The Meaning Of Aids

Overview

The editors of this remarkable volume have collected 18 essays by humanists about Acquired Immune Deficiency Syndrome. AIDS seems to seek out as its victims the weakest and already victimized, writes Albert R. Jonsen, describing the inhumanity of this disease. Jonsen states that scientists have already fashioned a language for describing the disease in objective, clinical terms. What is needed now is a language to describe the human experience and instruct us on how to live humanely while AIDS is among us. To ...

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Overview

The editors of this remarkable volume have collected 18 essays by humanists about Acquired Immune Deficiency Syndrome. AIDS seems to seek out as its victims the weakest and already victimized, writes Albert R. Jonsen, describing the inhumanity of this disease. Jonsen states that scientists have already fashioned a language for describing the disease in objective, clinical terms. What is needed now is a language to describe the human experience and instruct us on how to live humanely while AIDS is among us. To help construct this language, this collection examines AIDS from the perspective of the humanities: History can recall past experience for our instruction, Philosophy can define terms such as welfare, freedom, health, and disease, that guide our discourse, and Literature can reveal the images that shape the social reality of AIDS.

Editors Eric T. Juengst and Barbara Koenig begin this study by delineating six interpretations of AIDS. Their aim is to demonstrate the many ways in which AIDS is viewed by society. The book is then divided into three parts. Part One examines how our current knowledge of AIDS was generated and how this knowledge is interpreted. Part Two explores the meaning of AIDS for health professionals and the ethical issues it can raise. Part Three examines public policy and AIDS. The contributors clarify and correct definitions, recall analogous incidents in our history and draw values and principles out of the obscurity of emotions and into the light of reason. divided into three parts. Part One examines the current knowledge of AIDS and how this knowledge is interpreted. Part Two explores the meaning and perceptions of AIDS in the medical community. Part Three examines public policy and AIDS. The contributors clarify and correct definitions, recall analogous incidents in our history and draw values and principles out of the obscurity of emotion and into the light of reason.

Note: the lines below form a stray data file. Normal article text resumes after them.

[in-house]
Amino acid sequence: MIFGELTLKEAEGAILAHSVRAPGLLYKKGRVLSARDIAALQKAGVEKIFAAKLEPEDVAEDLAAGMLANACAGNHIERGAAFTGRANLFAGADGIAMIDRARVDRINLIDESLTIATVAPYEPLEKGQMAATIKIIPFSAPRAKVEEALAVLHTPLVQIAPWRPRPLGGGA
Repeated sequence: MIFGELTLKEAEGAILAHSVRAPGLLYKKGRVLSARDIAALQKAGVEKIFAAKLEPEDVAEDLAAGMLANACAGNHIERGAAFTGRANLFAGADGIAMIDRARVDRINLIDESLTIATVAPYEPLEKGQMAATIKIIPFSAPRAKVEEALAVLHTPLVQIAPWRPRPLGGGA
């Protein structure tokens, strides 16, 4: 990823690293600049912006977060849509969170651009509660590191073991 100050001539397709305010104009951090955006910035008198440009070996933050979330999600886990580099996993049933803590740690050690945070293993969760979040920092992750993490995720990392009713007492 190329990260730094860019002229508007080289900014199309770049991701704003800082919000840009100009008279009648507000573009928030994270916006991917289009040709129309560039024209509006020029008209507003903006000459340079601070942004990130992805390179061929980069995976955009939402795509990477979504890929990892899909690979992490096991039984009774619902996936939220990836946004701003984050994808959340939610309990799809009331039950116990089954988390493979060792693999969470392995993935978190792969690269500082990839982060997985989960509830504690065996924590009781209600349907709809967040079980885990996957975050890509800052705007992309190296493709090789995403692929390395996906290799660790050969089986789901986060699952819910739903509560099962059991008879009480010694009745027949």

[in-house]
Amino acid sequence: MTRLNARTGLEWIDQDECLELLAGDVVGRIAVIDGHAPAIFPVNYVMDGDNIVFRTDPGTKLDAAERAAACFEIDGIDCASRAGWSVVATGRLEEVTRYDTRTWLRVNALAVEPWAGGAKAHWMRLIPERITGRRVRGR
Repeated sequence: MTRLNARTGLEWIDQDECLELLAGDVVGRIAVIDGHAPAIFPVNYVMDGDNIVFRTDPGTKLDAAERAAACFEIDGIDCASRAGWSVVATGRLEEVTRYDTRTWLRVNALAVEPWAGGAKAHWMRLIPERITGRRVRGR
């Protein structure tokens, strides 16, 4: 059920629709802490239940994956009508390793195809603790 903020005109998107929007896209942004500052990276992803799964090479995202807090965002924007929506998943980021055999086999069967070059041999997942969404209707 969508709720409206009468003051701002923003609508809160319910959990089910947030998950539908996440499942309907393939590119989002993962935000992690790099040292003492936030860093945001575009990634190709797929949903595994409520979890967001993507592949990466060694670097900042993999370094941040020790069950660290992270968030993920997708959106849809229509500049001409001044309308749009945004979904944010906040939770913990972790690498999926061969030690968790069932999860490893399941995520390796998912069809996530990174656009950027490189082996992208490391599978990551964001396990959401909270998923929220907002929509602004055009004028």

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Editorial Reviews

Booknews
Includes essays from humanists--philosophers, historians and literary scholars--about the AIDS epidemic. They have sought to correct and clarify definitions, to recall analogous incidents in our history and to draw values and principles out of the realm of emotion into the light of reason. Includes information on interpreting our knowledge of AIDS, the clinical experience of AIDS, and AIDS and public health. Annotation c. Book News, Inc., Portland, OR (booknews.com)
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Product Details

Meet the Author

ERIC T. JUENGST is Assistant Professor of Humanities (Philosophy), Department of Humanities, Pennsylvania State University College of Medicine, Milton S. Hershey Medical Center, Hershey, Pennsylvania.

BARBARA KOENIG is Nursing Education Coordinator, AIDS Professional Education Project and Adjunct Lecturer, Division of Medical Ethics, University of California-San Francisco, San Francisco, California.

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Table of Contents

Foreword by Albert R. Jonsen

Introduction: The Many Meanings of AIDS by Eric T. Juengst and Barbara A. Koenig

Interpreting Our Knowledge of AIDS

Naming the AIDS Virus

Causal Explanations of AIDS

Explaining AIDS: A Case Study

Ethics and the Language of AIDS

Making Contact: The AIDS Plays

The AIDS Epidemic: A Phenomenological Analysis off the Infectious Body

The Clinical Experience of AIDS

Duties, Fears and Physicians

Physician Response to a New, Lethal, and Presumably Infectious Disease: Medical Residents and AIDS Epidemic in San Francisco

Life-Sustaining Treatment in Patients with AIDS: Challenges to Traditional Decision Making

Law, Ethics and Advance Directive Regarding the Medical Care of AIDS Patients

AIDS and the Allocation of Intensive Care Unit Beds

AIDS and the Duty to Inform Others

AIDS and the Public Health

Restrictive Public Health Measures and AIDS: An Ethical Analysis

The Concept of Discrimination and the Treatment of People with AIDS

Quarantine in the AIDS Epidemic

Health Care Professionals and the Potential for Iatrogenic Transmission of AIDS: An Ethical Analysis

AIDS: Ethical, Legal and Public Policy Implications

Coercive and Voluntary Policies in the AIDS Epidemic

Bibliography

Index

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